Naismith Publishes Rules of Basketball 

U.S. #1189 was issued on Naismith’s 100th birthday.

On January 15, 1892, Dr. James Naismith published the rules for a sport he’d invented – basketball.

Naismith was born on November 6, 1861, in Almonte, Ontario, Canada. He was an athletic person, playing Canadian football, lacrosse, rugby, soccer, and gymnastics for McGill University on Montreal. Naismith earned his degree in Physical Education and became McGill’s first director of athletics.

U.S. #3399 from the Youth Team Sports issue.

In 1891, Naismith left McGill to work as a physical education teacher at the YMCA International Training School in Springfield, Massachusetts. During his time there, Naismith was in charge of boisterous class that could only play indoor games during the cold New England winter. The students grew rowdy, leading the school’s director, Dr. Luther Gulick, to give Naismith a special task. He gave him 14 days to create a new game to be played indoors that would provide an “athletic distraction.” The game couldn’t require too much space, should help to keep track athletes in shape, and “make it fair for all players and not too rough.”

Item #MP1089 – 50 worldwide stamps honoring basketball.

To begin designing this new game, Naismith first considered the popular games of the time – rugby, lacrosse, soccer, football, hockey, and baseball. He believed that some of these sport balls were dangerous, but that a big, soft soccer ball would be the safest. Next, Naismith considered the fact that most of the physical contact in these games happened when players ran with the ball, dribbled, or hit it. So he decided that the ball could only be passed, again to make it safer. Naismith’s third idea to keep the game safe was that the goal should be unguardable, so he placed it above the players’ heads.

It’s been claimed that once he developed the basic ideas for the game, Naismith wrote out the 13 rules in about an hour. For the first games played in December 1891, Naismith used old peach baskets from the school cafeteria. He soon found it cumbersome to have someone remove the ball from the baskets throughout the game, so he decided to cut the bottom off of the basket, so the ball could fall through.   According to Naismith’s account, the students didn’t quite grasp all the rules at first. During that first game, “The boys began tackling, kicking and punching in the clinches. They ended up in a free-for-all in the middle of the gym floor. It certainly was murder.”

U.S. #2560 was issued for the 100th anniversary of the first basketball game.

Eventually the students grasped the rules and there were no more injuries. The game proved popular and Naismith soon decided to publish the rules to share with more people. So on January 15, 1892, he published the 13 rules of basketball in The Triangle, a local physical education journal. You can view the original article here (it begins on page 4).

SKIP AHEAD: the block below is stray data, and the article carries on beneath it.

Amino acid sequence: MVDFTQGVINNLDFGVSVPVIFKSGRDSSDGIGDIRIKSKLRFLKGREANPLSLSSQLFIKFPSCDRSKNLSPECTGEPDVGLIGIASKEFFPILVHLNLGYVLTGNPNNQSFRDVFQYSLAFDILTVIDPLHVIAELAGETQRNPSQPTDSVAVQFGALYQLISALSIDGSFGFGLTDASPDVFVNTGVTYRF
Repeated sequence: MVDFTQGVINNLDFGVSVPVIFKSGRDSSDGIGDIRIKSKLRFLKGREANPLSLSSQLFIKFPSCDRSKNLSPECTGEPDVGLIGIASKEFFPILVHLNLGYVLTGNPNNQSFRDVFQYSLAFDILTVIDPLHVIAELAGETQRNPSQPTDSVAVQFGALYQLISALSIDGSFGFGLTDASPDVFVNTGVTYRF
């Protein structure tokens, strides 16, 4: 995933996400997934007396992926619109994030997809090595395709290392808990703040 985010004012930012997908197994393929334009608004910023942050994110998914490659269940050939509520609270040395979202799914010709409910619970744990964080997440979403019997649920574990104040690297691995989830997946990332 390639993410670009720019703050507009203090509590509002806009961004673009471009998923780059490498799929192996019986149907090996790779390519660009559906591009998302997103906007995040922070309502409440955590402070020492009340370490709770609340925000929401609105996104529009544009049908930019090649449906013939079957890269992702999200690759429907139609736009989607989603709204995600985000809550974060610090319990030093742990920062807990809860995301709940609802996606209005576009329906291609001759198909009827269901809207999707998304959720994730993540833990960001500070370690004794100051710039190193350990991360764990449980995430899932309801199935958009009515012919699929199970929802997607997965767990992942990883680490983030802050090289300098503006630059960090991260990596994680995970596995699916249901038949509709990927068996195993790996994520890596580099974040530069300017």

U.S. #3068t – Basketball was first introduced at the Olympics as a demonstration sport in 1904.

Basketball (some wanted to call it Naismith Ball, but its creator refused) continued to grow in popularity. The following year it was introduced nationally within the YMCA. The first professional basketball league was formed in 1898. Naismith never wanted fame or recognition for his creation, but he did get some satisfaction in seeing basketball made an official Olympic sport at the 1936 Olympic Games in Berlin.

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  1. And just think, I read this morning that the UCONN girls have won 91 in a row! The game has come a long ways.

  2. It’s interesting that as a stamp collector for many years I never researched their origins therefor these articles are not only informative but also educational. Mystic stamp should consider putting all this history into a book I believe it’s long overdo.

    1. Occasionally Mystic has asked about the interest in doing “This Day in History” as a yearly collector’s book or set of pages. Would contain the daily background info and allow for collecting the related stamps. I’ve thought it would be another interesting method of topical collecting.

  3. I wish Mystic would publish each and ALL of these historic articles about stamps and coins produced by the US, for historical and informing learning. I think they ALL are interesting and great sources of actions in American history, why and how. A book … or series, if necessary … made available to the public with the detail, photos and perhaps samples of some of the coins and stamped-envelopes that may still be available would be fantastic !! DO it, Mystic … I have NO doubt ,,, you will sell a LOT of them … including me.

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